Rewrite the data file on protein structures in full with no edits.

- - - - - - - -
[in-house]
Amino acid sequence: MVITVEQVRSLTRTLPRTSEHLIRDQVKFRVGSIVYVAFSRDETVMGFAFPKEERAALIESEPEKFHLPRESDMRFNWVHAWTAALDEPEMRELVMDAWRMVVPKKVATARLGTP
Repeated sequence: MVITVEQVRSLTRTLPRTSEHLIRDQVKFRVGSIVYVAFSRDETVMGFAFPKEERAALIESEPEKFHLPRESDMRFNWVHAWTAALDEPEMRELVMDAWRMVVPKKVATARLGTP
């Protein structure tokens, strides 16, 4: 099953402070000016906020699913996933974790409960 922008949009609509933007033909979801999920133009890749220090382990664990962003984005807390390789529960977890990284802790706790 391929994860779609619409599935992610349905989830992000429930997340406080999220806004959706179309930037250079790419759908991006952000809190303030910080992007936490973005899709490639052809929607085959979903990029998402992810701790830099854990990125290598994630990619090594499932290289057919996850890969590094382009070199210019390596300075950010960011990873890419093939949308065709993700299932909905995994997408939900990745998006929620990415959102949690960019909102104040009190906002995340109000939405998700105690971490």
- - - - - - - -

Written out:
[in-house]
Amino acid sequence: MVITVEQVRSLTRTLPRTSEHLIRDQVKFRVGSIVYVAFSRDETVMGFAFPKEERAALIESEPEKFHLPRESDMRFNWVHAWTAALDEPEMRELVMDAWRMVVPKKVATARLGTP
Repeated sequence: MVITVEQVRSLTRTLPRTSEHLIRDQVKFRVGSIVYVAFSRDETVMGFAFPKEERAALIESEPEKFHLPRESDMRFNWVHAWTAALDEPEMRELVMDAWRMVVPKKVATARLGTP
């Protein structure tokens, strides 16, 4: 099953402070000016906020699913996933974790409960 922008949009609509933007033909979801999920133009890749220090382990664990962003984005807390390789529960977890990284802790706790 391929994860779609619409599935992610349905989830992000429930997340406080999220806004959706179309930037250079790419759908991006952000809190303030910080992007936490973005899709490639052809929607085959979903990029998402992810701790830099854990990125290598994630990619090594499932290289057919996850890969590094382009070199210019390596300075950010960011990873890419093939949308065709993700299932909905995994997408939900990745998006929620990415959102949690960019909102104040009190906002995340109000939405998700105690971490």